Two main techniques of gonadotropin administration are recommended.

Increasing-dose treatment regimen

It is indicated in women with hypogonadotropic hypogonadism (group I according to WHO), and in clomiphene-resistant anovulatory women (group II according to WHO). According to this regimen, induction of ovulation should be started with low daily doses (75 UI). This method allows determining the effective response threshold. When using this method, blood estradiol level is monitored and the size and number of growing ovarian follicles is assessed by means of ultrasound examination. Then the gonadotropin dose may be maintained or increased, as appropriate.

Women with polycystic ovary syndrome are often particularly sensitive to stimulation with low gonadotropin doses. Therefore, it is prudent to carry out early and frequent monitoring of the therapy. In turn, insulin-resistant women may be less sensitive to stimulation than women without insulin resistance[27]. Treatment with metformin prior to and in the course of stimulation with gonadotropins helps to improve the response, decrease the number of growing ovarian follicles[28] and decrease the likelihood of therapeutic cycle termination in the result of hyperstimulation.

Decreasing dose treatment regimen

The treatment starts with higher doses (150-225 IU per day) which are decreased gradually in order to promote the growth of only the most sensitive dominant follicle and avoid the stimulation of less sensitive, smaller follicles in the cohort. This treatment method should be preferably used only after the determination of the response threshold in one or more earlier stimulated cycles.

These two treatment regimens can be effectively combined, initially by gradually increasing the gonadotropin doses until the response is observed, and then by decreasing the doses until the dominant follicle appears[29].

In women with hypogonadotropic hypogonadism, the rate of pregnancy per cycle is approximately 25%, i.e. it is equal to or higher than in women with normal fertility. The total pregnancy ratio after six cycles of stimulation with gonadotropins amounts to 90%[30].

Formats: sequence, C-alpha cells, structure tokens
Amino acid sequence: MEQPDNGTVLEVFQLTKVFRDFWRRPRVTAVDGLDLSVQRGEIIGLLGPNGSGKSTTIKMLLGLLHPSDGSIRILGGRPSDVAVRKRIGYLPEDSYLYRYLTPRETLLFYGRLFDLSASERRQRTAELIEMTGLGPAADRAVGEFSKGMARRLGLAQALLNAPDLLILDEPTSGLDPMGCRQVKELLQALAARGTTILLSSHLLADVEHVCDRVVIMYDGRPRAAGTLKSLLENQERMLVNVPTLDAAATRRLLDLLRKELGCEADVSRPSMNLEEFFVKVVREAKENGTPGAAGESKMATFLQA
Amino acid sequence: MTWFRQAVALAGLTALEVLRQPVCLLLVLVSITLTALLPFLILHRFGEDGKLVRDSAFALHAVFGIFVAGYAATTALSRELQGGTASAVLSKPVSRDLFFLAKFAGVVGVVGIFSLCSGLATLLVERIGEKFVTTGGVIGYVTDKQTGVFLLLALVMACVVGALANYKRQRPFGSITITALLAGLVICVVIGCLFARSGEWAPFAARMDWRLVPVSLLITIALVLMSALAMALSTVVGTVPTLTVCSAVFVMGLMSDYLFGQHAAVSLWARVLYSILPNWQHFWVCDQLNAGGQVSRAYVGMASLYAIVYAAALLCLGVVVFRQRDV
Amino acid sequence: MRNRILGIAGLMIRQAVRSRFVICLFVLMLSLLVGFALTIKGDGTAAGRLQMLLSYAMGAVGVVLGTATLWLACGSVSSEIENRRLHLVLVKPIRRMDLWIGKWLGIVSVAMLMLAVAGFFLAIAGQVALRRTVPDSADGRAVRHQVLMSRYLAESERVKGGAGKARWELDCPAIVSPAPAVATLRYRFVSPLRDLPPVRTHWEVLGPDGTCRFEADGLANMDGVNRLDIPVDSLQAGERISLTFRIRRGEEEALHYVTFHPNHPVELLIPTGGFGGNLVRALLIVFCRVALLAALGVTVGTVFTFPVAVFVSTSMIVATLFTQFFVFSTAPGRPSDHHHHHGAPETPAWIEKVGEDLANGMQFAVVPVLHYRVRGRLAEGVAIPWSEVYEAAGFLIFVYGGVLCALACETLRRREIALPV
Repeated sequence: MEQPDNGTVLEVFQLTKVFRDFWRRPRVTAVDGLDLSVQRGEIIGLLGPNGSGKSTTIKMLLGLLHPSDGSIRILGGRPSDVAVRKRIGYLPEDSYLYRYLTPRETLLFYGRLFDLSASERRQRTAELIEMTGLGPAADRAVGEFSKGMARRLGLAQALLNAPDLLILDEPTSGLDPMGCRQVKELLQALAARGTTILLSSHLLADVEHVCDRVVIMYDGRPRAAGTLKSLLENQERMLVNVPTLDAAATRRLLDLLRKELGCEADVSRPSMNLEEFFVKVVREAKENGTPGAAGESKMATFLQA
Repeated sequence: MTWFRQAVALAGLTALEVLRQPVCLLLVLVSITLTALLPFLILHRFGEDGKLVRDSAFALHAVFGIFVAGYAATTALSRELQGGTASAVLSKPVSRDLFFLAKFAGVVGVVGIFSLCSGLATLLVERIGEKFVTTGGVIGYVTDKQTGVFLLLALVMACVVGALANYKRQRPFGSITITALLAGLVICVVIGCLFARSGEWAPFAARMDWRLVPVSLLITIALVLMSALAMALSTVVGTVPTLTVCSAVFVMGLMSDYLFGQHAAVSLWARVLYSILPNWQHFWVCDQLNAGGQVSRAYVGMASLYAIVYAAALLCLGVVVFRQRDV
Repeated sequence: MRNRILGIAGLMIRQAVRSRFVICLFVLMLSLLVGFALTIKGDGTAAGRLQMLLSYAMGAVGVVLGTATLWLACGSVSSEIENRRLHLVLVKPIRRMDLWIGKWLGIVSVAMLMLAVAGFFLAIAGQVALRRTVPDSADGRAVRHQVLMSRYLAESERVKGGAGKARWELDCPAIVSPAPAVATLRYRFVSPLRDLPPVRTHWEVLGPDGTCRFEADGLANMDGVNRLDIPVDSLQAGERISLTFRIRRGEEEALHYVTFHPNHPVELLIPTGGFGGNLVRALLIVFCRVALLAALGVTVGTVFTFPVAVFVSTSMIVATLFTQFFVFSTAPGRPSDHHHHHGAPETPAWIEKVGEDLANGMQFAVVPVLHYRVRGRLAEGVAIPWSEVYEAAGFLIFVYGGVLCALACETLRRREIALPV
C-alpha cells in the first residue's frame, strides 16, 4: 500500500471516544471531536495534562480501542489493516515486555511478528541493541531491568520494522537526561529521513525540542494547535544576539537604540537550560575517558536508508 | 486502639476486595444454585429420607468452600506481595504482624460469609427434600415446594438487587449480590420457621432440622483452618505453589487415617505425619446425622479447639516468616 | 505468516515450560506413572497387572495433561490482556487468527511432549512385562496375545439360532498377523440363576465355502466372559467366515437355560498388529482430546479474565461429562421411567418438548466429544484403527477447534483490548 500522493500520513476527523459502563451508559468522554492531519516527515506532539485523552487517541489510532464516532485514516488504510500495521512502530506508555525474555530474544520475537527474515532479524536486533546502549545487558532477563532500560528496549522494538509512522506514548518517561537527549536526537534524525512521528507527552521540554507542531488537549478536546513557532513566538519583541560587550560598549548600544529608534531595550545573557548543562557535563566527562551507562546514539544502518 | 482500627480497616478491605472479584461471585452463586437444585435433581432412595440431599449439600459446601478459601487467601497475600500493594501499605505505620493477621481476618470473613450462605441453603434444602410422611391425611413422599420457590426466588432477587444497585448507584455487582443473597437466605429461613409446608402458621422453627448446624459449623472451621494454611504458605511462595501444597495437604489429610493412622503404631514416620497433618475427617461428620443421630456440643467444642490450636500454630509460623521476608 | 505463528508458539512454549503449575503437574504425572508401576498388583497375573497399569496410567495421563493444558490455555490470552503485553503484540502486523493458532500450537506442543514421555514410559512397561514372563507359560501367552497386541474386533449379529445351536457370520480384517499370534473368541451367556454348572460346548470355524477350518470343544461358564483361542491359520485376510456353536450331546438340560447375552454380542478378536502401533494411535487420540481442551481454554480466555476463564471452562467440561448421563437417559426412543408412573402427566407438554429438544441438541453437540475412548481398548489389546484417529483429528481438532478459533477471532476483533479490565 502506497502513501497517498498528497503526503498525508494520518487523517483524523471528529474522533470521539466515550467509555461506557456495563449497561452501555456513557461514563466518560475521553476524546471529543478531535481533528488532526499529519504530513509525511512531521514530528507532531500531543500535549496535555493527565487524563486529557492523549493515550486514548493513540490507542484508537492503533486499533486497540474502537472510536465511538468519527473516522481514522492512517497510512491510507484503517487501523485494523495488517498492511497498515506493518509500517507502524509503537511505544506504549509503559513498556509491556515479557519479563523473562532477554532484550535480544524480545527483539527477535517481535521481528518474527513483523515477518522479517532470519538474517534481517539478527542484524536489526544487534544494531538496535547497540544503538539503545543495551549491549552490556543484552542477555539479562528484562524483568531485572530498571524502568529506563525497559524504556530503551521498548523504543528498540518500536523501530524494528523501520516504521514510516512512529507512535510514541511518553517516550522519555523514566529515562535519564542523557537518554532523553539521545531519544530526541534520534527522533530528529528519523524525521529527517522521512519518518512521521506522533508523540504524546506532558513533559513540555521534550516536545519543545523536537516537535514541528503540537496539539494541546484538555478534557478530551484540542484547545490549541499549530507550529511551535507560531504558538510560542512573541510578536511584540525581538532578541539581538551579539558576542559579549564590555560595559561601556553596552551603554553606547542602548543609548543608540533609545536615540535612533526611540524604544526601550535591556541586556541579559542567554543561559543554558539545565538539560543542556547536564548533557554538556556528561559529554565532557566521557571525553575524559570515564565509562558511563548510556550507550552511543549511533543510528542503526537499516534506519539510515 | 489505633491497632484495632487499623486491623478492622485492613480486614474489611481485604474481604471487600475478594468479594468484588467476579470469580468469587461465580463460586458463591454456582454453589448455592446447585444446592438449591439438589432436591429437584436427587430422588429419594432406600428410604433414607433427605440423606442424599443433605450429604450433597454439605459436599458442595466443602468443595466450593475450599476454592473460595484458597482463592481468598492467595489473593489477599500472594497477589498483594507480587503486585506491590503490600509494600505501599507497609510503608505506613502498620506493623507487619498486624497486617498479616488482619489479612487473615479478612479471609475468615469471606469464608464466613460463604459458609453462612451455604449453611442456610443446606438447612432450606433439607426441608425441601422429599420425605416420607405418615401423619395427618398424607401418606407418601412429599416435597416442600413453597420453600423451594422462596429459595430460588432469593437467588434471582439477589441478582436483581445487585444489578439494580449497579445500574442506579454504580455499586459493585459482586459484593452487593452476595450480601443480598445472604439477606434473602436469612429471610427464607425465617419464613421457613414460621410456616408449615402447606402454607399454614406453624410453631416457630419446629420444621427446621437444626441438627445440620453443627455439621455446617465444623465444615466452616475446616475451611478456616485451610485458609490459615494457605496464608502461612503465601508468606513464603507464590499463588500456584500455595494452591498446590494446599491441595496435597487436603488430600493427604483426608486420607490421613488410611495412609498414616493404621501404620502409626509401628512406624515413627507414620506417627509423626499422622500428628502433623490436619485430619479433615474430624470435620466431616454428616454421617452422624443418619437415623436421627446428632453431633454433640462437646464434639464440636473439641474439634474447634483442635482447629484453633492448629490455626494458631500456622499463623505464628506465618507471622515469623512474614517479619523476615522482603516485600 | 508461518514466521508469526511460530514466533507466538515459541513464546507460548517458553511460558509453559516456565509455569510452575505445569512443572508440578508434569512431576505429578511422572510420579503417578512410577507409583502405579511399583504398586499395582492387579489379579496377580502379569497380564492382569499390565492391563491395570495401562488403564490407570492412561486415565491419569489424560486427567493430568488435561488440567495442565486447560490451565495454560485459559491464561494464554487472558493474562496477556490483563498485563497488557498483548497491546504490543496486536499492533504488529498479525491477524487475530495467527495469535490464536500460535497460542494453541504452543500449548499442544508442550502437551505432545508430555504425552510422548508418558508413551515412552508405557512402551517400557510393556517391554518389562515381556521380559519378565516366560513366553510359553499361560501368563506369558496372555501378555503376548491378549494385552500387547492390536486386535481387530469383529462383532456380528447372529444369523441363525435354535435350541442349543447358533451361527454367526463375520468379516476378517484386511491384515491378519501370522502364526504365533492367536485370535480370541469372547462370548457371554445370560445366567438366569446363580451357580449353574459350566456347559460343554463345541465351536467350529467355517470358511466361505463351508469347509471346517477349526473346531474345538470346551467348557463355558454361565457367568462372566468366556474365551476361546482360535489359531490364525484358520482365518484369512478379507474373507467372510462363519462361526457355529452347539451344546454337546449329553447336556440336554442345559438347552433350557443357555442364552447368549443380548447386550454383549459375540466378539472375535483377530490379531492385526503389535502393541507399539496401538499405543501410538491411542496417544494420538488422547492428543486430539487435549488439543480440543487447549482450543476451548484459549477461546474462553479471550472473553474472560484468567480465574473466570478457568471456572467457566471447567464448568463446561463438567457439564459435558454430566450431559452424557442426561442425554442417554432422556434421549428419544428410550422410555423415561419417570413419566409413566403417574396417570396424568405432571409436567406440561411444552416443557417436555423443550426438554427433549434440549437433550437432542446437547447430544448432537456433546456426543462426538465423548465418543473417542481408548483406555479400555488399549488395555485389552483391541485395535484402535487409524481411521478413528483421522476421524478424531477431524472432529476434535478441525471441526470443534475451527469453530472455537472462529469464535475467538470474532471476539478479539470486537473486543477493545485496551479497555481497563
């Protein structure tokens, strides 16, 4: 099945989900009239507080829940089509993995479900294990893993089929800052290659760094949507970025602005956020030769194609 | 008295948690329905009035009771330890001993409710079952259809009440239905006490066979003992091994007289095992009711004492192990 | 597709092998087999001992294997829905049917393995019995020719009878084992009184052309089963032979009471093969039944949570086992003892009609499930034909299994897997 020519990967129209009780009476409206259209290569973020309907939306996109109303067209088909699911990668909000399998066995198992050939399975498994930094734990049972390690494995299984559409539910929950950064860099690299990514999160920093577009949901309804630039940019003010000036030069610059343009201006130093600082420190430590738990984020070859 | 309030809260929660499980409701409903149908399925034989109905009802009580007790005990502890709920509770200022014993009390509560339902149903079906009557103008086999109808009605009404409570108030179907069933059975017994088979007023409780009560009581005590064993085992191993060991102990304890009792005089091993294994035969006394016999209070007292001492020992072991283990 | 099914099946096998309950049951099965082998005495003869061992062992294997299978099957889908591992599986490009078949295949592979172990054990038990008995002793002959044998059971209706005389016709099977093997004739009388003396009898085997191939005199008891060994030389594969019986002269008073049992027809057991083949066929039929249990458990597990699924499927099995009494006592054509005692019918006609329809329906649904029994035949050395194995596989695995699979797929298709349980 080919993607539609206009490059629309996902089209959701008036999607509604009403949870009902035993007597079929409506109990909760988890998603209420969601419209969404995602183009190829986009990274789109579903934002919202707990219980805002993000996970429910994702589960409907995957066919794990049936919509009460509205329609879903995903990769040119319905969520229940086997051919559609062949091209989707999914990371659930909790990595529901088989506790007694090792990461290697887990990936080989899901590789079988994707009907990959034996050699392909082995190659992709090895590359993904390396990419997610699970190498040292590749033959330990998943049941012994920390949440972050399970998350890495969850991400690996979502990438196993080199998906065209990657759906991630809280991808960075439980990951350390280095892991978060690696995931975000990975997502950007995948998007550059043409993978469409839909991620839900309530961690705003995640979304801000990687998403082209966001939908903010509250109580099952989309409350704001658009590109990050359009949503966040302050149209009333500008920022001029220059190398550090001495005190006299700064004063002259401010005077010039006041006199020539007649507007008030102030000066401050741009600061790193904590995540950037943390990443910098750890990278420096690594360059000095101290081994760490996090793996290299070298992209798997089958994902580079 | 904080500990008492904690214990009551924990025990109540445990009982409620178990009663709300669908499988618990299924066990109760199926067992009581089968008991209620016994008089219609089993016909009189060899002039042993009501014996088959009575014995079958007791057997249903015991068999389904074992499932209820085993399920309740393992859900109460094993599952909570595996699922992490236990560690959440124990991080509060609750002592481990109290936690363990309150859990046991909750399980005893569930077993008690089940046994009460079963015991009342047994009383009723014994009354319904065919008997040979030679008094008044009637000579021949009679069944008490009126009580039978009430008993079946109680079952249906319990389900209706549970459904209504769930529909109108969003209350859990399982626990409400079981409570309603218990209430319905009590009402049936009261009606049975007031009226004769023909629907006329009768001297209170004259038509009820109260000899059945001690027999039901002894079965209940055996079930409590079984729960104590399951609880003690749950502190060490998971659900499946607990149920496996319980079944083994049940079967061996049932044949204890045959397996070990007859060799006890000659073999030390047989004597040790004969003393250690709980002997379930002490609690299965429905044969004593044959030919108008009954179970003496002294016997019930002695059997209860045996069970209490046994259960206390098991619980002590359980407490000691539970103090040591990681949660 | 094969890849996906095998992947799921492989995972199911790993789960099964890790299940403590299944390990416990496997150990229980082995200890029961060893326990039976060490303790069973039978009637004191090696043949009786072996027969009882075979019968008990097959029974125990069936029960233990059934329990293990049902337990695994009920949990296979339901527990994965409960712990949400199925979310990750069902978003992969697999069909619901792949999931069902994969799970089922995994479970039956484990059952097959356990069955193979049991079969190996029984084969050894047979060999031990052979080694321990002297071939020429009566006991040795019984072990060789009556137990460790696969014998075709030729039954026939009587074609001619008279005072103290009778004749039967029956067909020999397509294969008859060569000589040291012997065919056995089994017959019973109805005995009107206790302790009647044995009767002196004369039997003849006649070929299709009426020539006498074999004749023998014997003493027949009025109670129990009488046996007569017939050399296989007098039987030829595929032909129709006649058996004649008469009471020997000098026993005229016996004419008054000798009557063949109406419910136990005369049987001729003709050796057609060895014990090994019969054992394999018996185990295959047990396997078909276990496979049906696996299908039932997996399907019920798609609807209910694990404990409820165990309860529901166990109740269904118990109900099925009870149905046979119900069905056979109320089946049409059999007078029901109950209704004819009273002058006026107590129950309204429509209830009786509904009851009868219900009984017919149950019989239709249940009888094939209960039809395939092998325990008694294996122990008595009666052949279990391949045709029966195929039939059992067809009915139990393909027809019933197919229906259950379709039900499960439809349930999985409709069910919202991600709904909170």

The total incidence of spontaneous abortions in pregnancies after gonadotropin-induced cycles is approximately 20-25%[30], which means that it is moderately higher than usually observed in clinical settings (15%).
Just like in case of clomiphene, there is no evidence of more frequent occurrence of congenital anomalies in relation to gonadotropin treatment[31].

Ovarian hyperstimulation syndrome

Mild ovarian hyperstimulation (transient discomfort in abdominal cavity, mild nausea, vomiting, diarrhea and increased abdominal circumference) is not rare but requires only expectant management. If the induction of ovulation is carried out as recommended, with increasing doses – which allows to determine the lowest effective dose – the risk of hyperstimulation syndrome (massive enlargement of ovaries, increasing body mass, intensive abdominal pain, unrestrained nausea and vomiting, large ascites, oliguria) is low. However, if it occurs – serious consideration should be given to hospitalization which will allow for more accurate monitoring and more aggressive treatment.

The risk factors of ovarian hyperstimulation syndrome include: young age, low body mass, polycystic ovary syndrome, higher doses of gonadotropins and previous episodes of hyperstimulation[32][33][34]. The risk increases with the increase in the estradiol level and in the number of growing ovarian follicles, as well as after the additional introduction of hCG doses after ovulation with the aim to support the luteal phase[35][36].